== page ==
Your feet are a critical part of staying warm. If your feet are cold, chances are the rest of your body will be too. Even more worrisome, if your feet are cold, you can get frostbite. Most boot companies offer a women's ice climbing model, but it's usually restricted to one option and focused on a lower volume foot. If you have wide feet or feet that are larger or smaller, the women's model might not work for you. The "unisex" options often are the models that are the lightest and have the most current technology, but they don't always go down small enough. This can unfortunately limit the options that are available to you. Before buying, try as many different options as possible. Try them all, women's-specific and unisex options. Check out multiple shops in your area if you can, and use online retailers that offer free shipping and returns so you can try numerous options without risk. Once again, ice climbing festivals can be a great resource to try things on.
When it comes to boots, the best boot is the one that fits, but weight and warmth are significant factors too. With limited options, you might need to look at aftermarket insoles to help with the fit. If the best-fitting option isn't warm enough for you, here are a few things you can do.
- Use heated insoles: either rechargeable or the disposable kind.
- Use heated socks. These have gotten more sophisticated over the years, with models that can be temperature regulated with your smartphone.
- Buy high-quality socks; merino wool is always a great option.
- For warm approaches, use a breathable glove (one without a waterproof liner) like the Power Stretch® Stimulus™ Glove. If your hands sweat too much while hiking, they will get clammy and more susceptible to the cold. A breathable glove can help release some of the heat built up while continually moving.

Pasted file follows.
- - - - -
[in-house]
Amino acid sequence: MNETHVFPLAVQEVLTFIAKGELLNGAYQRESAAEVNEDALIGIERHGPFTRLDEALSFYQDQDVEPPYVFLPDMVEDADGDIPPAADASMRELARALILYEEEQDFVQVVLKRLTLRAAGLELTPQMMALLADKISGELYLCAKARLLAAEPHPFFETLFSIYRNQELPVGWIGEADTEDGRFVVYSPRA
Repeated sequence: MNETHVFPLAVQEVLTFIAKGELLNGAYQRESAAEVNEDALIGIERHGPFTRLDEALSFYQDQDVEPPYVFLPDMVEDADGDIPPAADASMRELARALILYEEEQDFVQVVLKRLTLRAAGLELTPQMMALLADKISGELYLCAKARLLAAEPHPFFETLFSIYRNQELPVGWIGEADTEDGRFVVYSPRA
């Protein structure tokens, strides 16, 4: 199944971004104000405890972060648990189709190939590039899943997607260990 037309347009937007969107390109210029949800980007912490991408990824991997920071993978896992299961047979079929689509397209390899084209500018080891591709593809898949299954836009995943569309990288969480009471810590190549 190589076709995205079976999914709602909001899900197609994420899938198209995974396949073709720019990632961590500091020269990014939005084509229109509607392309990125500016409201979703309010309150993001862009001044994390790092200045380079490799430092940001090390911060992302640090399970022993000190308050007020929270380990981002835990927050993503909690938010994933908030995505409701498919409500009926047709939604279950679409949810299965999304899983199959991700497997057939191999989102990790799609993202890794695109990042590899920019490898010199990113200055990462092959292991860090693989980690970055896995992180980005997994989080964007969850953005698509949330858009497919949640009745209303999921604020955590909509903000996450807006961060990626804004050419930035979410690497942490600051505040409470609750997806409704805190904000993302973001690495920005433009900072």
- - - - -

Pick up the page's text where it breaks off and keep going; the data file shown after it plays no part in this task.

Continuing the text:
- For cold approaches, try a pair of mittens like the Compressor™ Gore-Tex® Mitt or Absolute Zero™ Gore-Tex® Down Mitt. Mittens can keep your hands warm while hiking, and they can be great options for belaying if conditions are icy and you need to warm your hands up after freezing on that last pitch.
- Use disposable hand warmers inside your gloves. Keep them in your palm while not holding tools, or on the back of your hand while climbing. Some like to use wristbands with the hand warmers on their wrists. The idea is to help heat the blood before it goes into your hands.
While the cut of a jacket or base layer isn't super critical overall, it can still make a difference. Depending on your body shape, the cut of clothing can add or subtract bulk. This is important when you are adding layer after layer on your body to keep warm. Each layer builds on the previous, and unnecessary fabric can restrict movement or create spots that can cause chafing. Correct fit can also prevent dead air spaces, which keeps you warmer. Depending on your chest size or hip size, you may or may not need to use a women's-specific cut. Again, try layers on before committing if you can.
One item where design can be supercritical is alpine bibs, such as the Women's Exposure/2™ Gore-Tex® Pro Bib. Once you have your clothing layered on top of your bibs, if they are not designed with zippers to allow you to quickly and easily use the bathroom, you will have to take all your top layers off to drop the suspenders. This can be a significant problem if a storm is raging and you need to limit your exposure to the elements.
While we are on the subject of using the bathroom in the alpine, here are a few tips from veteran alpinists.
- Check out devices like the Freshette or Shewee. These can be especially helpful when tent-bound, as you can more easily pee into a Nalgene bottle without leaving the warmth and shelter of your tent.
- After using the bathroom, some will drip dry. This can work well for day trips but could lead to infections throughout a multi-day trip. Some might wear a thin pad for the day to help keep your base layers clean.
- Use a Kula Cloth or pee rag to wipe. This is something you can keep outside your pack and wash when you get home.
- Regardless of your personal hygiene routine, make sure you practice unhooking the drop-seat leg loops on your harness. There’s a good chance you will need to use the bathroom while on route when you can't untie or take off your harness.